We live in interesting times: Faris Yakob explores the tensions facing brands and advertising as consumers start to feel the pinch.

There is an English expression, apocryphally dubbed an ancient Chinese curse, that says “may you live in interesting times”. Despite its inaccurate providence, it conveys a certain kind of truth. Specifically that, as Brecht wrote, “unhappy is the land that needs a hero” because interesting times are not what you want to live in. Times of peace and tranquility are uninteresting and if a land needs a hero, or a ‘strong man’ leader, it’s because the society is not functioning properly.

Since the age of people in agencies skews young, the majority of people in the industry will not have worked through ‘interesting times’ like the ones we are about to experience. The last recession was in 2008 and the average age of an agency employee is 37. The last time things like a general strike were being discussed or inflation was above 10% (according to Citibank it may reach 19% in the UK by January, which is higher than Ukraine’s) was in the 1970s.

This is where the industry’s youthfulness becomes an obvious weakness, in the same way that investors who started after 2008 and rode the longest bull market in history find themselves suddenly out of their depth as the stock market crashes.

There is well-established advice from the advertising industry about how to weather a recession. The IPA recently ran an advertisement with this proposition in the Financial Times, to remind our paymasters that there are consequences for considering advertising budgets a cost to be cut rather than an investment in the long-term health of the business and, by extension, the economy. The ad reads “Come back in a year and tell us if cutting your budget was a good idea. Brands can help in a cost of living crisis by cutting their budgets. Wrong. We have more than 40 years of evidence that a short-term reaction is never as effective as long-term investment.”

This is well documented and makes intuitive sense. If advertising works and excess share of voice drives growth (spending more in media than your equivalent market share) then spending when other companies cut their budgets gives you more share for the same money (although the media market, especially television, is experiencing significant price inflation too). This, of course, means that the biggest companies with the deepest pockets will do disproportionately well during and after recessions because they are able to maintain investment when smaller competitors cannot.

There are countervailing points of view, one of which comes from the British government. They announced that they would be running an advertising campaign aimed at getting businesses to divert marketing spend into cutting prices in order to help mitigate the cost-of-living crisis. (This hasn’t materialized as yet, the government seems somewhat preoccupied). Obvious irony of advertising to tell companies not to advertise aside, the government said they would provide no funding to help brands lower costs, which was called a ‘slap in the face’ by the Federation of Small Businesses, because only the biggest companies will be able to keep investing when there is significant inflation across supply chains.

What to do? This is not a simple problem. The economic value of brands, that long term appreciation we know from Binet and Fields’ most famous chart, is based on the ability to create price inelasticity of demand. That means you can charge more for the same product because of the investment in brand over the long term, creating webs of associations that drive salience, cognitive fluency, or ‘mental availability’ if you prefer, at specific buying occasions that function as heuristics to simplify the endless mind-numbing decisions that every supermarket excursion or Amazon experience now entails. Brands are a hedge against inflation.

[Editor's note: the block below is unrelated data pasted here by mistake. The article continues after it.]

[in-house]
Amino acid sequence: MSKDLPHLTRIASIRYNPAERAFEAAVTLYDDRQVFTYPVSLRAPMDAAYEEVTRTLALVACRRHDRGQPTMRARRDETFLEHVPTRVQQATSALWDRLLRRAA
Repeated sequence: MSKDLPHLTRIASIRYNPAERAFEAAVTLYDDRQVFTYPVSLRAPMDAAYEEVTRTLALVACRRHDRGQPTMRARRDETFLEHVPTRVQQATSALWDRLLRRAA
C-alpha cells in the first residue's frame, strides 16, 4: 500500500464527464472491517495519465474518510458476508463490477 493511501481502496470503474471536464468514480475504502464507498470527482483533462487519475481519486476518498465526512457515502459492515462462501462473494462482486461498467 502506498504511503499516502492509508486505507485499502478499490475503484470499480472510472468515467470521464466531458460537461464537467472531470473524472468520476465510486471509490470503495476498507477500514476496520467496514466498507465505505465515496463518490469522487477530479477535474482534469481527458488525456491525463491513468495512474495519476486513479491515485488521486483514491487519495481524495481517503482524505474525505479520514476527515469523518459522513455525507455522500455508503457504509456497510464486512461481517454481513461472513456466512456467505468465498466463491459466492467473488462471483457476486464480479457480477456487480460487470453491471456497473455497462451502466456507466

We live in interesting times. The most recent data suggests that 40% or more of households in the UK will experience fuel poverty this winter, which means choosing between food or heat for their families. This is despite energy companies making record profits and announcing massive share buybacks along with bonuses for their executives. The CEO of Scottish Power said that “come October [it’s] going to get horrific, truly horrific. It has got to a stage now where the size and scale of it is beyond what I can deal with, beyond what I think this industry can deal with. I think it needs a massive shift, a significant shift in the government policy and approach towards this.” I doubt he meant an advertising campaign asking companies to stop advertising.

Every ad on television in the UK is now being adapted to allude to the cost-of-living crisis. Meanwhile, use of food banks has skyrocketed and research from the Food Standards Agency shows that more than 3/4 of people in the UK are concerned about being able to feed their families. More than 1/5 had skipped meals because they couldn’t afford food. Common company responses to inflationary costs are shrinkflation, where the size of the product is reduced without reducing the price to maintain margins, or increasing prices by leveraging their brand investment to pass along cost increases to consumers, causing consumer price inflation when people can least afford it.

That said, I doubt that consumers will warmly welcome the slew of expensively produced advertising we have come to expect during the festive season in their cold homes but might appreciate any assistance that corporations can provide. Perhaps rather than giving billions back to shareholders they might consider increasing salaries of their employees. Research from Reach Solutions indicated that 58% of the UK believe brands should help consumers through this crisis. Corporate actions speak louder than advertising when so many will be forced to choose between heat and food this winter.